I’m really disappointed you didn’t like my post, but that’s okay. Some of my best friends started off as detractors of this or that blog post or point I gave in a keynote or workshop, so… no worries. I relish a spirited, if thoughtful, disagreement: that’s where I learn best.

    My website, Switch and Shift, has a theme: “The Human Side of Business.” That theme is a huge hat-tip to Douglas McGregor’s “The Human Side of Enterprise” (1960), which introduced his Theory X and Theory Y as two opposing world-views of leaders: that most employees are lazy and untrustworthy and needed to be coerced to perform at work, or that most employees are self-motivated and honest and just need to be allowed to do their best. Our entire take on this – and my career and books – buy the second view, McGregor’s Theory Y.

    As for my advice in that post: far from telling people not to have careers (I think your friend misread my post), we at S&S help show business leaders that when they treat their employees and customers with respect, their companies are much more profitable. Adam Smith dubbed this “enlightened self-interest.” I’m not one iota as smart as either McGregor or Smith, but I’ll learn from them every chance I get. I make it a habit to find companies that prove these values are practical and evidence-based, and I also spend a lot of time trying to find successful companies that treat their people terribly yet still thrive, just to make sure that I’m not blowing smoke with my notions of a better, more profitable company. I do find those companies – unfortunately, there are still plenty of them out there – but I’ll save that for another day.

    Your friend made some funny, snarky comments. The truth is a little different, though. I’m one of the most competitive people out there (ironically, a fairly-successful Division I swimmer a long time ago; my daughters are awesome swimmers, too). I don’t have to motivate my girls to win at everything, because they seem to have picked that up through osmosis. As for my post, my advice is far from “don’t build a career.” Instead, I urge people to invest their single most important commodity – their brain power – in something that is worth investing in. That is not a soul-quashing, command-and-control, bureaucratic culture.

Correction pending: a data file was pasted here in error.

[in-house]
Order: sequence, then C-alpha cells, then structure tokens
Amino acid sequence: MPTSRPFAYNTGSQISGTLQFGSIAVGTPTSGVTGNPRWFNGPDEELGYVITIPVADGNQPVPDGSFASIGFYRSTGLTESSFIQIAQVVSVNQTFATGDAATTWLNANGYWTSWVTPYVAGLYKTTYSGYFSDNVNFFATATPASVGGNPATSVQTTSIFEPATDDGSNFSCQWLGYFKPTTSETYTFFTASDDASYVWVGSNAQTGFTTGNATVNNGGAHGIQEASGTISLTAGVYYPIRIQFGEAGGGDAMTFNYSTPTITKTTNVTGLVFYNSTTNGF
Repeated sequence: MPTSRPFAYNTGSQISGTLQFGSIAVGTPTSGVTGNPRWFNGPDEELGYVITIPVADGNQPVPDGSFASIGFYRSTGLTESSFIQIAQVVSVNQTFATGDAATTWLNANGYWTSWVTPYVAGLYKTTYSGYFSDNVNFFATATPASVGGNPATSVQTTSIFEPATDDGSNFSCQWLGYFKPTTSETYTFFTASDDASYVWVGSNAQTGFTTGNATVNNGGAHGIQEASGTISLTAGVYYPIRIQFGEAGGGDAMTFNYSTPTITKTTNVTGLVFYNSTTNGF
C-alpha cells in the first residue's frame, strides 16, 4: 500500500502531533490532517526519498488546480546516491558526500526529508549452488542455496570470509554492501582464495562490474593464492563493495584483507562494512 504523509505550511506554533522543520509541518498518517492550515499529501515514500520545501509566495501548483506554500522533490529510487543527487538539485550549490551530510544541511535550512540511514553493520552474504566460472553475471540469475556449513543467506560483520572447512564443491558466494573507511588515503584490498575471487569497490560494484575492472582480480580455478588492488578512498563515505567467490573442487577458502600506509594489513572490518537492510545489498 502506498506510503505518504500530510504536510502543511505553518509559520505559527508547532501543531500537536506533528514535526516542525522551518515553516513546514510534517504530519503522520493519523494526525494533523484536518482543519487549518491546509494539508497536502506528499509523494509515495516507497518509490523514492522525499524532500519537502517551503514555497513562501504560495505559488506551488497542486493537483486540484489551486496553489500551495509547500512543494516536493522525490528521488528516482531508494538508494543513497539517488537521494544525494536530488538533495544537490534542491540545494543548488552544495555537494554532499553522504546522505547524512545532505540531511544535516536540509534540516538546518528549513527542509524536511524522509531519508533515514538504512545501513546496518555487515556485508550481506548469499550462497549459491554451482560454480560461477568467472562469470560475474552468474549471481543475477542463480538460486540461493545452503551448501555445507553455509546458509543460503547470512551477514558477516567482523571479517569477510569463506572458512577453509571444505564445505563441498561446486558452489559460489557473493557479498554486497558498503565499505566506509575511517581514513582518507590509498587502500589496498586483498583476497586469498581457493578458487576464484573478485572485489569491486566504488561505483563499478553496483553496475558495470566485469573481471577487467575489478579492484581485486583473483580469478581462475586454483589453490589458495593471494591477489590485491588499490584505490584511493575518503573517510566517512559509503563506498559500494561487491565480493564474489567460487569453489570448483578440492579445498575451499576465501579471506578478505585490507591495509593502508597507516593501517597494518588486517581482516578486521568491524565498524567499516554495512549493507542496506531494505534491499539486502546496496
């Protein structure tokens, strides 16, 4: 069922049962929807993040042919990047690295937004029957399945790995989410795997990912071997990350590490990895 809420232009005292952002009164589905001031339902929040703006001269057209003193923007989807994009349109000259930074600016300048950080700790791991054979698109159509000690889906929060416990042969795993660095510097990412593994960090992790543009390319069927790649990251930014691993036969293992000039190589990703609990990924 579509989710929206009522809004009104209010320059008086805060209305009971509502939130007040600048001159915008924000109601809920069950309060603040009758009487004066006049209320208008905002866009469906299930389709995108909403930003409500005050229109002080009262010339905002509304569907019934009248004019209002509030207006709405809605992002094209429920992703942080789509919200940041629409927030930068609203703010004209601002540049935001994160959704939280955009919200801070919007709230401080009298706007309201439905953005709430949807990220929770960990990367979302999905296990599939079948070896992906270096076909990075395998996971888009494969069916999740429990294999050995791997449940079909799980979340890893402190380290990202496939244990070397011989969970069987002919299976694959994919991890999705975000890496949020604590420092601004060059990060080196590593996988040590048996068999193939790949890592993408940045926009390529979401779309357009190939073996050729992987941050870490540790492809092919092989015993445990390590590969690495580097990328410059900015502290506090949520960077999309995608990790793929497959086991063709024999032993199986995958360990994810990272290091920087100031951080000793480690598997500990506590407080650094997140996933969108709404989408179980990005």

If you’re going to work, as most of us must, you may as well derive more than just dollars in exchange for your time, as your friend suggests. His own employment situation sounds depressing to me. Life is so much more than a financial transaction! It can – and I strenuously argue should! – include a very-high-paying, deeply meaningful/inspiring, challenging work environment.

    Last thing: May I have your permission to copy and paste the part of your post pertaining to mine, so I can stick it in our comments? I think it would really help round-out the conversation at Switch and Shift. The last thing we ever want to be is an echo chamber!

  • http://www.thekmiecs.com/ adamkmiec

    Thanks for the response. We come from different philosophies. That’s ok. I feel good about the feedback, direction and advice I’m giving to my kids: http://www.thekmiecs.com/cora/some-thoughts-on-being-a-parent/ – If you feel good about your approach, more power to you.

  • http://www.savvycapitalist.blogspot.com TedCoine

    Adam, my understanding is that Campbell’s is a great place to work – Douglas Conant is a role model for us at Switch and Shift, and I believe he may be scheduled to be a guest soon (I don’t keep the schedule). It seems like you work for a Theory Y type of place. Is it just the pay, like your friend, or are you also proud of your company and engaged in the work you do?

    I guess if I can be more succinct than I was above, my question for your friend is: for the same pay, would you choose to work for a company you love or a company that you didn’t love, if both were hiring in your city? That’s the warning I give to boards and CEOs. If your employees aren’t in love with your company, someone is going to steal them away – the most talented ones first. You’ll be stuck with the leftovers, which will just speed your decline.

    Okay, off your blog and back to mine. Thanks for bearing with me.

About
Digital dad to Cora and John. Love ironing, bourbon and BBQ; no necessarily in that order. Living life, like I stole it. I'm always up for a

spirited conversation. These are my thoughts and ramblings, not those of my employer.